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Many stores in Delaware will stop providing single-use plastic bags Jan. 1

Delaware Public Media

Most Delawareans won’t be able to take their groceries home in a disposable plastic bag starting Friday.


The plastic bag ban Gov. John Carney signed in July 2019 goes into effect Jan. 1. 

It bars supermarkets and other stores larger than 7,000 square feet or with more than two 3,000-square foot Delaware locations from giving out single-use plastic bags at checkout. These stores can still give out or sell paper and thicker, reusable plastic bags to customers — and small produce bags inside stores are still allowed. 

Customers are encouraged to bring their own reusable bags to take groceries home in. 

Adam Schlachter, a program manager at the state Department of Natural Resources and Environmental Control (DNREC), says the ban should help Delaware’s environment. 

“Plastic bags are unfortunately pervasive throughout our waterways and on our roads,” said Schlachter. “The fact that the bag that they’ll be getting at the store is now reusable, hopefully that will encourage them to do that, and therefore they won’t just leave them.”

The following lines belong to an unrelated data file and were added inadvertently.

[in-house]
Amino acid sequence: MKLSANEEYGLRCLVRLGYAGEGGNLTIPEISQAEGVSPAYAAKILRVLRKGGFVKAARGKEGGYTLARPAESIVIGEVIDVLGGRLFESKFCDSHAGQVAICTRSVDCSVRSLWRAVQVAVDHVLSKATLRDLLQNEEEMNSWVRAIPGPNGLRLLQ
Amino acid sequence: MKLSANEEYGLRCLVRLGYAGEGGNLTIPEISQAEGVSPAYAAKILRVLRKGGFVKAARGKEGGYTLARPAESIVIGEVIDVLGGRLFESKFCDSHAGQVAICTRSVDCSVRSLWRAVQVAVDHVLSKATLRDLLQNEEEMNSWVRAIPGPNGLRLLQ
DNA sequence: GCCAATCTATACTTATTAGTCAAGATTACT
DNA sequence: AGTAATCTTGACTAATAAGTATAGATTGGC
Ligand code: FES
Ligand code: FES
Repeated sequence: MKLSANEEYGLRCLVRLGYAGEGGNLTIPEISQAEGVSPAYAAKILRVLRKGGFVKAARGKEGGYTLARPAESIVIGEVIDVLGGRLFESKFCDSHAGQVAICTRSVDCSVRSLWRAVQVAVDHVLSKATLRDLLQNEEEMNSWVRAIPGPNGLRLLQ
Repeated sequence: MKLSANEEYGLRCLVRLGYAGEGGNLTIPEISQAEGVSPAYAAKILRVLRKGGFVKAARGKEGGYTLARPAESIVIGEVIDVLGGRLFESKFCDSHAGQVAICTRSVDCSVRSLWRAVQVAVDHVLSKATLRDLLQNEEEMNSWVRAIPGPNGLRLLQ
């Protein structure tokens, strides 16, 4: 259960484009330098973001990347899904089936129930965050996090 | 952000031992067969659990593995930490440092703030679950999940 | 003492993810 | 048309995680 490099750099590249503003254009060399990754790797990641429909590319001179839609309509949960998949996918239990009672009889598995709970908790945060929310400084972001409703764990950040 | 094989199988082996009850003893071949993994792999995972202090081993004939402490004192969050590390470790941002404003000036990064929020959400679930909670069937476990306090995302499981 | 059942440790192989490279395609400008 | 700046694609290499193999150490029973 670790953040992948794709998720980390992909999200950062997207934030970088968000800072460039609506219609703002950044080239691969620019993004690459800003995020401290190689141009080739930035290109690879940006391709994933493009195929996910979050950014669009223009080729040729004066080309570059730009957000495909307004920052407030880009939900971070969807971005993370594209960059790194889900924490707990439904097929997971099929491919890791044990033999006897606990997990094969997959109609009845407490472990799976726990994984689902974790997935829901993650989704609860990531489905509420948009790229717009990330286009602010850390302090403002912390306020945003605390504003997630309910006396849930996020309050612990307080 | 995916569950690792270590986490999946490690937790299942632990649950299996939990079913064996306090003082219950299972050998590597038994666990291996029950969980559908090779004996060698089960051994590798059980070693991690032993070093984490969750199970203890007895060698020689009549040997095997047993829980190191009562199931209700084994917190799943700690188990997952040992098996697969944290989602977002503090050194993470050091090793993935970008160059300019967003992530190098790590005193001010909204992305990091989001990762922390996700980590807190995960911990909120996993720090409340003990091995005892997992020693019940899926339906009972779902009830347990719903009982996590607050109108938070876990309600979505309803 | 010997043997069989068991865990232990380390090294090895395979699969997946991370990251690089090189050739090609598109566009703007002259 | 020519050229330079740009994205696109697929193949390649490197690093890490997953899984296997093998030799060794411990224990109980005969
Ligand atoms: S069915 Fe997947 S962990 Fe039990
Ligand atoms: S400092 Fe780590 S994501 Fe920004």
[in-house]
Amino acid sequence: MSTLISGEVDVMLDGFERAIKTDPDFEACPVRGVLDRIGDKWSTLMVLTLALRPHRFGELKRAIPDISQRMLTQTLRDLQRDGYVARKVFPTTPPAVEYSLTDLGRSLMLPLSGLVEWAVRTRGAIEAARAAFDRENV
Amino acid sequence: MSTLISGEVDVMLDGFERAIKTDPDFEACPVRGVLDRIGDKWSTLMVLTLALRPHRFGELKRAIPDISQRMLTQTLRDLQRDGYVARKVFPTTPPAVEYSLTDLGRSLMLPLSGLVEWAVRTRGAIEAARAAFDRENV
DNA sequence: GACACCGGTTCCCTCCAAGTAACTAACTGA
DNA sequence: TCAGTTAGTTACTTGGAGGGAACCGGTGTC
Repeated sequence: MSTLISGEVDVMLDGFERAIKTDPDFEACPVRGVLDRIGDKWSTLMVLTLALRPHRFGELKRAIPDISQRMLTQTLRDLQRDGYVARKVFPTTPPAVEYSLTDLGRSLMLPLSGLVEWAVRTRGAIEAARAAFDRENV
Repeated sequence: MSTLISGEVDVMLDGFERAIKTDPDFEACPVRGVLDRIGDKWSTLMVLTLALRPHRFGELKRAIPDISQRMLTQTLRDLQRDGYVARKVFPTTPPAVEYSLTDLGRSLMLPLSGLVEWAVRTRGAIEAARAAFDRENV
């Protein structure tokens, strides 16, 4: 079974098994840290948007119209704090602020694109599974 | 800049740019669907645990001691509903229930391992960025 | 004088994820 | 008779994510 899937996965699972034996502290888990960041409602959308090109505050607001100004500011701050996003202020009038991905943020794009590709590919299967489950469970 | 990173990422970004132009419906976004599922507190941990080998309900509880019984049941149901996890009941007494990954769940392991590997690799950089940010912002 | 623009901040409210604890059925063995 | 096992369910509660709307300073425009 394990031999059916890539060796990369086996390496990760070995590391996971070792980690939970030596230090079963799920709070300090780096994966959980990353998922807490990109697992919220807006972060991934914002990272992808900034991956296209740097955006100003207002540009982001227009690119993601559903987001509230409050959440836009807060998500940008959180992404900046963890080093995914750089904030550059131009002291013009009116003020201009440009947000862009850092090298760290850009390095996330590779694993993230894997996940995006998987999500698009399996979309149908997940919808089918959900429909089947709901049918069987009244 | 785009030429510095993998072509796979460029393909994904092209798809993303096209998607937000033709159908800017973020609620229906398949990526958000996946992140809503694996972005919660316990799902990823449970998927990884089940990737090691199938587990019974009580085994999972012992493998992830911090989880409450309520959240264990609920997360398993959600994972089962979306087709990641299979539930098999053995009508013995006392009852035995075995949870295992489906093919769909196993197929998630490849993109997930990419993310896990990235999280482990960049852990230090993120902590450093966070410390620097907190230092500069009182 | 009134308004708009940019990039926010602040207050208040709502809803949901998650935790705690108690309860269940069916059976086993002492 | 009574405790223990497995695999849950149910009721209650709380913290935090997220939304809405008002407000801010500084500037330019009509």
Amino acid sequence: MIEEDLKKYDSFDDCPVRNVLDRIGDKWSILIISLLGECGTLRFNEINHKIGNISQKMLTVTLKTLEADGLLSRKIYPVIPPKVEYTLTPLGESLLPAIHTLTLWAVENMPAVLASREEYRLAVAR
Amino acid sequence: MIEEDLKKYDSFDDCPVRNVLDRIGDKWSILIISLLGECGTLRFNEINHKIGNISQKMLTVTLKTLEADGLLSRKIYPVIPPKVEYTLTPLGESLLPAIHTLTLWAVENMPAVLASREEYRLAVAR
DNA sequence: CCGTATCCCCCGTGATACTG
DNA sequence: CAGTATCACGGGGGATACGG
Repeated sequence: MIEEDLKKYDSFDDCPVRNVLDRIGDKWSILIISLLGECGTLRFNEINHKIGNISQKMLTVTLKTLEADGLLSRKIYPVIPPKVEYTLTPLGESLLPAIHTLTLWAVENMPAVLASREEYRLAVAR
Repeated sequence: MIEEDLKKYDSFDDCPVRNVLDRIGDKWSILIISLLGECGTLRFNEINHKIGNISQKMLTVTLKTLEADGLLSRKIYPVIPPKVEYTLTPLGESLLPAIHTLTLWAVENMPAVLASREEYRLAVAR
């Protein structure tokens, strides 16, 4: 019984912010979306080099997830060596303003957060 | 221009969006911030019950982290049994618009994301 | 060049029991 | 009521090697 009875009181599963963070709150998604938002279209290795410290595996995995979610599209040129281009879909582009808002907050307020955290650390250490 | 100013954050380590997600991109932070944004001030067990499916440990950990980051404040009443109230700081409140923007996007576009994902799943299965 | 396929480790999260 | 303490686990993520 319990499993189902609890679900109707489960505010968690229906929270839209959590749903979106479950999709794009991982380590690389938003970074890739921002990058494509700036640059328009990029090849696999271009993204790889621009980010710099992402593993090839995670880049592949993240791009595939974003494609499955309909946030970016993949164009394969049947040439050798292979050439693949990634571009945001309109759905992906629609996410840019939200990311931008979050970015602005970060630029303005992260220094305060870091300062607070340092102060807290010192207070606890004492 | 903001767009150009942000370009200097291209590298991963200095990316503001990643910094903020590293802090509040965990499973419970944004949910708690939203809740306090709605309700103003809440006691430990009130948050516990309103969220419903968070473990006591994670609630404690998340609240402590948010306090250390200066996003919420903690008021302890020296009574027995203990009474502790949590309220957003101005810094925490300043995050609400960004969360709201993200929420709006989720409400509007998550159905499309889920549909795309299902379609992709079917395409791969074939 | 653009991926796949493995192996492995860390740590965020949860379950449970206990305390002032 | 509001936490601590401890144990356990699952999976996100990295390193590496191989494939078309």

Schlachter adds that the ban should reduce waste overall. 

“The average Delawarean is currently using about 434 bags per year, per person,” he said. “The majority of those unfortunately are going into the landfill now. Anytime that we can encourage a larger bag that can be reused, hopefully the whole overall quantity will drop, and therefore what will wind up going to the landfill will go down.”

The stores affected by Delaware's ban are also required to provide a recycling bin for plastic bags and film. 

Eight other states have similar bans already in effect or upcoming.


Sophia Schmidt is a Delaware native. She comes to Delaware Public Media from NPR’s Weekend Edition in Washington, DC, where she produced arts, politics, science and culture interviews. She previously wrote about education and environment for The Berkshire Eagle in Pittsfield, MA. She graduated from Williams College, where she studied environmental policy and biology, and covered environmental events and local renewable energy for the college paper.
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